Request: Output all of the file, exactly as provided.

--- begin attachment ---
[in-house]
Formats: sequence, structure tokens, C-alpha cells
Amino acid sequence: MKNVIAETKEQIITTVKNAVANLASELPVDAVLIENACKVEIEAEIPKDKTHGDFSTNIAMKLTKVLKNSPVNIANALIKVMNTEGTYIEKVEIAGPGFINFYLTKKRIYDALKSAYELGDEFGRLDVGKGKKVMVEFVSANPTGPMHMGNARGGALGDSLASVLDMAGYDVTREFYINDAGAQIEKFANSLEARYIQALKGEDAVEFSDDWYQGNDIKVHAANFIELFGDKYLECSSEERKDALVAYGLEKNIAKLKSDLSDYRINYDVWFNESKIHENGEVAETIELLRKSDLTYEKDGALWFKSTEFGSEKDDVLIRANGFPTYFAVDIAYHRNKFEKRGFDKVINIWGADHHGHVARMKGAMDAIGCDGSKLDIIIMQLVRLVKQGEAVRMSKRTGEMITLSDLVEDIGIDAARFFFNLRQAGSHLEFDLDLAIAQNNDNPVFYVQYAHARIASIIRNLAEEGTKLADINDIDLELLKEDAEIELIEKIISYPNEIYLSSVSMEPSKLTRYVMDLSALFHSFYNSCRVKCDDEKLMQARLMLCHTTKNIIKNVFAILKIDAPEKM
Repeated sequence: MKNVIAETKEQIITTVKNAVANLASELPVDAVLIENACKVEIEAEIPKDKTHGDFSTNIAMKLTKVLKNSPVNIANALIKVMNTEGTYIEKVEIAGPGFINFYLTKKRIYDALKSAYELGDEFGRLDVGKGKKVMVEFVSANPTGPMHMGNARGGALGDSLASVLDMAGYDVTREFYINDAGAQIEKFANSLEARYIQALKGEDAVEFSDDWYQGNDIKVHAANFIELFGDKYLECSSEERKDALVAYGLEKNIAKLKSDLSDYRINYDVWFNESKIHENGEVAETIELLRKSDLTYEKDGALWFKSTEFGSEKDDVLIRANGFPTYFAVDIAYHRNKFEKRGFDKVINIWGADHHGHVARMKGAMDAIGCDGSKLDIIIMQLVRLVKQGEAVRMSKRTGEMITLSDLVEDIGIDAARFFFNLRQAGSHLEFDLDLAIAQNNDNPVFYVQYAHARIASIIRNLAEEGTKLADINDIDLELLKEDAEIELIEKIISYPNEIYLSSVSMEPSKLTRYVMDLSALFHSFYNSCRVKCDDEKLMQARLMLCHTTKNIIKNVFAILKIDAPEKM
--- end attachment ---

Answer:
[in-house]
Formats: sequence, structure tokens, C-alpha cells
Amino acid sequence: MKNVIAETKEQIITTVKNAVANLASELPVDAVLIENACKVEIEAEIPKDKTHGDFSTNIAMKLTKVLKNSPVNIANALIKVMNTEGTYIEKVEIAGPGFINFYLTKKRIYDALKSAYELGDEFGRLDVGKGKKVMVEFVSANPTGPMHMGNARGGALGDSLASVLDMAGYDVTREFYINDAGAQIEKFANSLEARYIQALKGEDAVEFSDDWYQGNDIKVHAANFIELFGDKYLECSSEERKDALVAYGLEKNIAKLKSDLSDYRINYDVWFNESKIHENGEVAETIELLRKSDLTYEKDGALWFKSTEFGSEKDDVLIRANGFPTYFAVDIAYHRNKFEKRGFDKVINIWGADHHGHVARMKGAMDAIGCDGSKLDIIIMQLVRLVKQGEAVRMSKRTGEMITLSDLVEDIGIDAARFFFNLRQAGSHLEFDLDLAIAQNNDNPVFYVQYAHARIASIIRNLAEEGTKLADINDIDLELLKEDAEIELIEKIISYPNEIYLSSVSMEPSKLTRYVMDLSALFHSFYNSCRVKCDDEKLMQARLMLCHTTKNIIKNVFAILKIDAPEKM
Repeated sequence: MKNVIAETKEQIITTVKNAVANLASELPVDAVLIENACKVEIEAEIPKDKTHGDFSTNIAMKLTKVLKNSPVNIANALIKVMNTEGTYIEKVEIAGPGFINFYLTKKRIYDALKSAYELGDEFGRLDVGKGKKVMVEFVSANPTGPMHMGNARGGALGDSLASVLDMAGYDVTREFYINDAGAQIEKFANSLEARYIQALKGEDAVEFSDDWYQGNDIKVHAANFIELFGDKYLECSSEERKDALVAYGLEKNIAKLKSDLSDYRINYDVWFNESKIHENGEVAETIELLRKSDLTYEKDGALWFKSTEFGSEKDDVLIRANGFPTYFAVDIAYHRNKFEKRGFDKVINIWGADHHGHVARMKGAMDAIGCDGSKLDIIIMQLVRLVKQGEAVRMSKRTGEMITLSDLVEDIGIDAARFFFNLRQAGSHLEFDLDLAIAQNNDNPVFYVQYAHARIASIIRNLAEEGTKLADINDIDLELLKEDAEIELIEKIISYPNEIYLSSVSMEPSKLTRYVMDLSALFHSFYNSCRVKCDDEKLMQARLMLCHTTKNIIKNVFAILKIDAPEKM